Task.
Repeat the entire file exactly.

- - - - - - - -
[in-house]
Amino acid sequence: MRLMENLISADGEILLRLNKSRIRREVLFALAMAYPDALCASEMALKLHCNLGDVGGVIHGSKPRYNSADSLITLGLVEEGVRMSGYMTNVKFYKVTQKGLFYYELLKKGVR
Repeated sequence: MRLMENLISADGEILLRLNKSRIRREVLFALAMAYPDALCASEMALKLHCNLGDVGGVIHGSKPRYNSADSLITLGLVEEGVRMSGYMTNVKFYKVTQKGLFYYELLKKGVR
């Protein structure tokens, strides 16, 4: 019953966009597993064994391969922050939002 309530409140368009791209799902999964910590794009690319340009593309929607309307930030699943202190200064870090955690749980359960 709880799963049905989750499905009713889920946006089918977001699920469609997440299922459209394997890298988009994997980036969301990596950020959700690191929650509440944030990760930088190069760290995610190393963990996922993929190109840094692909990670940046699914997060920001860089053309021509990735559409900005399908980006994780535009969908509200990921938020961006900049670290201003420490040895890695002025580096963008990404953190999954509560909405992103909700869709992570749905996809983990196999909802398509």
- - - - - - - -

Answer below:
[in-house]
Amino acid sequence: MRLMENLISADGEILLRLNKSRIRREVLFALAMAYPDALCASEMALKLHCNLGDVGGVIHGSKPRYNSADSLITLGLVEEGVRMSGYMTNVKFYKVTQKGLFYYELLKKGVR
Repeated sequence: MRLMENLISADGEILLRLNKSRIRREVLFALAMAYPDALCASEMALKLHCNLGDVGGVIHGSKPRYNSADSLITLGLVEEGVRMSGYMTNVKFYKVTQKGLFYYELLKKGVR
């Protein structure tokens, strides 16, 4: 019953966009597993064994391969922050939002 309530409140368009791209799902999964910590794009690319340009593309929607309307930030699943202190200064870090955690749980359960 709880799963049905989750499905009713889920946006089918977001699920469609997440299922459209394997890298988009994997980036969301990596950020959700690191929650509440944030990760930088190069760290995610190393963990996922993929190109840094692909990670940046699914997060920001860089053309021509990735559409900005399908980006994780535009969908509200990921938020961006900049670290201003420490040895890695002025580096963008990404953190999954509560909405992103909700869709992570749905996809983990196999909802398509």